Some of the pieces take a national story or currently contentious issue as a starting point and bring it to a local and personal level. Ayinde Abanu’s “Stop & Frisk Policies in Minneapolis,” for instance, starts by noting protests against the New York Police Department’s practices before wondering whether such policies exist and are a problem in Minnesota. Then he moves in even closer, interviewing his own father about being stopped, frisked, and beaten up by police officers.
Others throw themselves into that intimacy from the start, as with Karen Xiong’s reflection “Teen Depression.” The piece opens with a song clip before Karen’s voice breaks in with raw, poetic statements about her own struggle with depression. Only after describing what depression felt like to her does she move on to interviewing the Minnesota executive director of the National Alliance on Mental Illness about official definitions and statistics.
The projects also demonstrate how the students learned to use sounds other than speaking to tell their stories, and to edit together what they recorded with professional-sounding seamlessness. Satta Kendor’s exploration of “Stereotypes of Country and Rap Music” features a hilariously clever use of music clips: It opens with the kind of melodramatic opera that signals a clash of titans, then segues into a country song and a rap track playing at the same time. A showdown is declared before anyone says a word.
And in all of the pieces, whether it’s Ahmad Aly’s “Underage Drinking,” Nansi Perez’s “A Male Perspective on Abortion,” or David McCoy’s “Technology and the Development of Individuality,” the personality and youthful perspective of the producer is clear. Each student lets the listener know just how he or she feels about the topic at hand.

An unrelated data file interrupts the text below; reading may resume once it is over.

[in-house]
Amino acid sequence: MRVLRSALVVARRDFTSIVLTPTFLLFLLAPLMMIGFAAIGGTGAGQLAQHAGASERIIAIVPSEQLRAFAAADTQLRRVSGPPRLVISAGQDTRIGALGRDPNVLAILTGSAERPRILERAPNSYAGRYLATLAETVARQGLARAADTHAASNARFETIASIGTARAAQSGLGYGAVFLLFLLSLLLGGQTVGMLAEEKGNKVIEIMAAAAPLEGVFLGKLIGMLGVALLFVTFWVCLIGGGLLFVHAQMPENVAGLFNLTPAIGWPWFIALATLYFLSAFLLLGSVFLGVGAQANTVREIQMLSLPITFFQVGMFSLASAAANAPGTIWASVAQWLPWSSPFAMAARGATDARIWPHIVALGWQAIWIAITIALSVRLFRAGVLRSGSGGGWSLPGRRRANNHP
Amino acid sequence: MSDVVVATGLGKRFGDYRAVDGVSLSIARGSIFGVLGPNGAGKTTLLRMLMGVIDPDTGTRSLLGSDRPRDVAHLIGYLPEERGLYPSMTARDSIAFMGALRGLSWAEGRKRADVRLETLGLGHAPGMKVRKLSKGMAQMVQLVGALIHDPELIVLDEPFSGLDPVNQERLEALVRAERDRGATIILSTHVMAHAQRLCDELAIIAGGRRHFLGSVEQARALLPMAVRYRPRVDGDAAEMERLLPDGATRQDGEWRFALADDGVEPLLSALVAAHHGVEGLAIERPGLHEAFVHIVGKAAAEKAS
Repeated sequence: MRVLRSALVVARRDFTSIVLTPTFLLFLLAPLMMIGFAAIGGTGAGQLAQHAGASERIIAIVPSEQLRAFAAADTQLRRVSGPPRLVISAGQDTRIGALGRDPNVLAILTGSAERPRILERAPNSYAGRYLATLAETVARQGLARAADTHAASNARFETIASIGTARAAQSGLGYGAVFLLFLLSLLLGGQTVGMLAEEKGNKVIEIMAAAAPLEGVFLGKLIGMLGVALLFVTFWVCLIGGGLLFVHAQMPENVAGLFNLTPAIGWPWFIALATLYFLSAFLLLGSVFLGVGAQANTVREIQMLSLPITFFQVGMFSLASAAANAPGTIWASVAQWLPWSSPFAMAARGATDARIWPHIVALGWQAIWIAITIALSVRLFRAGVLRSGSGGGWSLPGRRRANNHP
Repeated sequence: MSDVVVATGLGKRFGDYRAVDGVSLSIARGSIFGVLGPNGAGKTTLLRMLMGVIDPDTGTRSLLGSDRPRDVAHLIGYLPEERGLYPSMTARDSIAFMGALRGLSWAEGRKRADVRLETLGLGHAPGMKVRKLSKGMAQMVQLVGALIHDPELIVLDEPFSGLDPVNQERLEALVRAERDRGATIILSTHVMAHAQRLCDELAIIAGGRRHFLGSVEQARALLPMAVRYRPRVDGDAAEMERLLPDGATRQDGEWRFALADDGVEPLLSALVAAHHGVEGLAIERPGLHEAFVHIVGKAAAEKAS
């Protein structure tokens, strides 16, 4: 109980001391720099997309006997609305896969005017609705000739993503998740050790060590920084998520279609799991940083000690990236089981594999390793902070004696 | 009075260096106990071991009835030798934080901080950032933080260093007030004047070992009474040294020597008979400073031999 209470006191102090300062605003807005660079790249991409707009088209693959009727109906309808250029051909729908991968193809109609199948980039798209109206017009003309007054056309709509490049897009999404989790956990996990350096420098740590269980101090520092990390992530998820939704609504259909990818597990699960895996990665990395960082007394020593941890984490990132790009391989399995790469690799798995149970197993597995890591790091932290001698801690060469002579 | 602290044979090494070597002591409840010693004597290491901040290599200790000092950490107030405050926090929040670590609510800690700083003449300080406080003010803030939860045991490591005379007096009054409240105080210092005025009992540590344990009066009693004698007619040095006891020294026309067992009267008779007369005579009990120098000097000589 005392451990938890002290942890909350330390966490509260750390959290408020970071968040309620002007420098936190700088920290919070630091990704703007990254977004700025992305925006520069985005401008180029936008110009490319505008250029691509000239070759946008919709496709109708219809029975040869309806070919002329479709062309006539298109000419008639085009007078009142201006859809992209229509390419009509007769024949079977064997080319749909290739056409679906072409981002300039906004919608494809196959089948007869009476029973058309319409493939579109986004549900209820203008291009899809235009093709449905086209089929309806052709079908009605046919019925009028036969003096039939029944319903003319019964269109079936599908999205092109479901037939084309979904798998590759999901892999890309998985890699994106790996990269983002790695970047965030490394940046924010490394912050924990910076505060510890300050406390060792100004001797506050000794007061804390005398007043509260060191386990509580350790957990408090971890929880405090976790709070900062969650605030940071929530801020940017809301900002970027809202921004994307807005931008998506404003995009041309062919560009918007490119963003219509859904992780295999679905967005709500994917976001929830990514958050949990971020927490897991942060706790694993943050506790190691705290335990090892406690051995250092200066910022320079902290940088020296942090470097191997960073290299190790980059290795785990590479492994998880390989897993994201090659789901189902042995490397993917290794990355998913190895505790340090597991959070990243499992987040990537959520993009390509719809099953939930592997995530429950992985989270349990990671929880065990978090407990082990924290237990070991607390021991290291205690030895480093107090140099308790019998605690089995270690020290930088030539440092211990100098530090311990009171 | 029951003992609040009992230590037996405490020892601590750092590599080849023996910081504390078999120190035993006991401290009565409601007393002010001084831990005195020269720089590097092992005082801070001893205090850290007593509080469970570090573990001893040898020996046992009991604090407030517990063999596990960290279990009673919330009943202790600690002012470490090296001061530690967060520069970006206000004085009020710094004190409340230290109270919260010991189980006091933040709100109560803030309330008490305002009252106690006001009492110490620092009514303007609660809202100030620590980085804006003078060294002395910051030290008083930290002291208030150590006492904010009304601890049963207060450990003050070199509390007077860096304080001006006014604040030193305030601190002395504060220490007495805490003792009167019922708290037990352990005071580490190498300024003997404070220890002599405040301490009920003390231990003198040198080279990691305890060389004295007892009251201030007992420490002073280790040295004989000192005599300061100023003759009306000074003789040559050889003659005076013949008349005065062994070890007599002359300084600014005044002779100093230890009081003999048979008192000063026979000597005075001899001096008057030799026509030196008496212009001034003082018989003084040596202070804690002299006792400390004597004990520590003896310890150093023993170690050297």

As co-supervisor, Emily says, she’s proud of how the students’ projects turned out. “A lot of them were new to producing radio or media pieces, and to the idea that their story is important, their look at their community and the media is important, and their voice should be heard,” Emily says. “Working on building their confidence, and to interview other people and to kind of inspect the world around them, even if they’re never going to be journalists--all of that was exciting to see.”
The students were happy with their pieces, too, and with the program overall--all six graduates wrote on the YNI blog that they enjoyed the experience. The most ringing endorsement, though, might have come earlier in the year: After the group’s field trip to MPR, Ahmad wrote a rave review and said, “Around this time last year I would be sitting on my butt on my [couch] watching TV, but this summer I have visited a lot of great places.”
If she could change anything about the program in the future, Emily says, she might start later in the day--“Some of them were yawning for the first hour”--and give the students more time to polish their final projects.
But it’s still most important for the students’ work to simply be heard. “It’d be great if everyone could listen to the pieces and other youth pieces that have been made at KFAI and continue to support youth voices,” Emily says. “I think they offer a really cool perspective, versus another journalist doing the same story. It’s a different and important perspective.”